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Our Cloud Products And How We Did It

Hey, I’m not a sales guy, and none of us spend a lot of time on this blog pimping our company’s products, but we’re pretty proud of our work on them and I figured I’d toss them out there as use cases of what an enterprise can do in terms of cloud products if they get their act together!

Some background.  Currently all the agile admins (myself, Peco, and James) work together in R&D at National Instruments.  It’s funny, we used to work together on the Web Systems team that ran the ni.com Web site, but then people went their own ways to different teams or even different companies. Then we decided to put the dream team back together to run our new SaaS products.

About NI

Some background.  National Instruments (hereafter, NI) is a 5000+ person global company that makes hardware and software for test & measurement, industrial control, and graphical system design. Real Poindextery engineering stuff. Wireless sensors and data acquisition, embedded and real-time, simulation and modeling. Our stuff is used to program the Lego Mindstorms NXT robots as well as control CERN’s Large Hadron Collider. When a crazed highlander whacks a test dummy on Deadliest Warrior and Max the techie looks at readouts of the forces generated, we are there.

About LabVIEW

Our main software product is LabVIEW.  Despite being an electrical engineer by degree, we never used LabVIEW in school (this was a very long time ago, I’ll note, most programs use it nowadays), so it wasn’t till I joined NI I saw it in action. It’s a graphical dataflow programming language. I assumed that was BS when I heard it. I had so many companies try to sell be “graphical” programming over the years, like all those crappy 4GLs back in the ‘9o’s, that I figured that was just an unachieved myth. But no, it’s a real visual programming language that’s worked like a champ for more than 20 years. In certain ways it’s very bad ass, it does parallelism for you and can be compiled and dropped onto a FPGA. It’s remained niche-ey and hasn’t been widely adopted outside the engineering world, however, due to company focus more than anything else.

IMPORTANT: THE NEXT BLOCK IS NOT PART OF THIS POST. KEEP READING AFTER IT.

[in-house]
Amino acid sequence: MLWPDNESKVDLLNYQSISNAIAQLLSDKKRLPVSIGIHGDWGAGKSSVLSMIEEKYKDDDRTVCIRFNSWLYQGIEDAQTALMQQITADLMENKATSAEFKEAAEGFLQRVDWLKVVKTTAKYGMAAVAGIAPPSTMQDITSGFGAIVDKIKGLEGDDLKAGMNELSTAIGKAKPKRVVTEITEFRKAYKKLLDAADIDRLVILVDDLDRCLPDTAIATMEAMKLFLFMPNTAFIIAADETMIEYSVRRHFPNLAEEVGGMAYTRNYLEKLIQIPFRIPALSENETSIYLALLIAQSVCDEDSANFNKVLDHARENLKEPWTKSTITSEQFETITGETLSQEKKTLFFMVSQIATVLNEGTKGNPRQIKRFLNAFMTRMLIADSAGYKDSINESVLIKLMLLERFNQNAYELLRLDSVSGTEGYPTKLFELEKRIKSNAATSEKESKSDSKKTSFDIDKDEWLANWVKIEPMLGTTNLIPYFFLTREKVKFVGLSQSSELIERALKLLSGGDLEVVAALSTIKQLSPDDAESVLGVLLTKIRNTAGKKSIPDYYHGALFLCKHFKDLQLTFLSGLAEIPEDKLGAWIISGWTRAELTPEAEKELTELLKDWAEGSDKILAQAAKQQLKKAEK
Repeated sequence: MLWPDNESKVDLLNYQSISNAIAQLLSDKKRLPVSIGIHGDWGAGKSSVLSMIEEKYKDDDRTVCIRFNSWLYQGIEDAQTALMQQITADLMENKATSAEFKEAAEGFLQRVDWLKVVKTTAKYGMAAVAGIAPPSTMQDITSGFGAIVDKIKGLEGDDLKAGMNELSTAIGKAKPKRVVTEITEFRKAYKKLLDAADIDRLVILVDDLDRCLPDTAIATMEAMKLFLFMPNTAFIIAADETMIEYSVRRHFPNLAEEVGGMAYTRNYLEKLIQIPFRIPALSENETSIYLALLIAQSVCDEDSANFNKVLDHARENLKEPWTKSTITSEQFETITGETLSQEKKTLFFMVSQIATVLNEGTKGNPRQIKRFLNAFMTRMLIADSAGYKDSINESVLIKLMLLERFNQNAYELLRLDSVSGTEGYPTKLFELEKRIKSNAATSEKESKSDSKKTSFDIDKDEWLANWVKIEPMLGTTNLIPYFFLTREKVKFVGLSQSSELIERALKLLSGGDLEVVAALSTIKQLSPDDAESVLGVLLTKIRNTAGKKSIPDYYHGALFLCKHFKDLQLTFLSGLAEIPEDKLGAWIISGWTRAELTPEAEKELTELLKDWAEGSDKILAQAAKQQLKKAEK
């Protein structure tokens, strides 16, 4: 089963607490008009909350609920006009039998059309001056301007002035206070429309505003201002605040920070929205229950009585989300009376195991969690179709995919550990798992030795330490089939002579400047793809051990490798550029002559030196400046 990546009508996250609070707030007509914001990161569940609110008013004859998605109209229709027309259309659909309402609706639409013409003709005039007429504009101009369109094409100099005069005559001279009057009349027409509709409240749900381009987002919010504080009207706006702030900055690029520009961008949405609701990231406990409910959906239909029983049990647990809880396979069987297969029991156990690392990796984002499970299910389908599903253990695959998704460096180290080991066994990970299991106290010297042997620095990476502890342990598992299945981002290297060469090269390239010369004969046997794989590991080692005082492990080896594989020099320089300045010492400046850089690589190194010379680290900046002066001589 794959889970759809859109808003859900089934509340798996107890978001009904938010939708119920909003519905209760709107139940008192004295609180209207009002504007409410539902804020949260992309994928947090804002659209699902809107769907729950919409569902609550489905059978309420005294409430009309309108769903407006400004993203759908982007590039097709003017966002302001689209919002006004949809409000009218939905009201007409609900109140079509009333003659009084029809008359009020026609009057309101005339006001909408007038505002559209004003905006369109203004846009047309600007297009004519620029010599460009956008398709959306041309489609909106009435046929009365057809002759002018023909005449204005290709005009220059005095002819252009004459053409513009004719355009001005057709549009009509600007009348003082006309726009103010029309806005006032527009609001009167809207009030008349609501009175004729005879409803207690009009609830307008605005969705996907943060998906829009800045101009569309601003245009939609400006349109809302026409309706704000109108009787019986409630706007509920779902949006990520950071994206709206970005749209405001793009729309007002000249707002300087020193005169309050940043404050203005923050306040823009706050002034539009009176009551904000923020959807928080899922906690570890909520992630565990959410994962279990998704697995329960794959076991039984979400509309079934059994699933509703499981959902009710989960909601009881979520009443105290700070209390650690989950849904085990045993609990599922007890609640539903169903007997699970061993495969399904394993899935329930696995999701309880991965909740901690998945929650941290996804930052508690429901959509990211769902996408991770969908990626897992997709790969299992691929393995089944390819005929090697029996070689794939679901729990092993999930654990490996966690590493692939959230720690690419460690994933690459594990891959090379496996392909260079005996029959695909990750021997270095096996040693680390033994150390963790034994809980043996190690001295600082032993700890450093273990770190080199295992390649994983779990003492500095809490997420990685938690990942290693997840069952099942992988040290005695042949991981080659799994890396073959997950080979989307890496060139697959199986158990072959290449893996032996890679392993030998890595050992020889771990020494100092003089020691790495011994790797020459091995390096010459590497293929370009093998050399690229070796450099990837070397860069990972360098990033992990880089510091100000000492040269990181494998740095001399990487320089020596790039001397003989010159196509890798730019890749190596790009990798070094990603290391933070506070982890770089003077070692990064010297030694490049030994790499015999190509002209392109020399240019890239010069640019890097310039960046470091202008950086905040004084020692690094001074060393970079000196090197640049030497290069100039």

Anyway, we decided it was high time we started leveraging cloud technologies in our products, so we created a DevOps team here in NI’s LabVIEW R&D department with a bunch of people that know what they’re doing, and started cranking on some SaaS products for our customers! We’ve delivered two and have announced a third that’s in progress.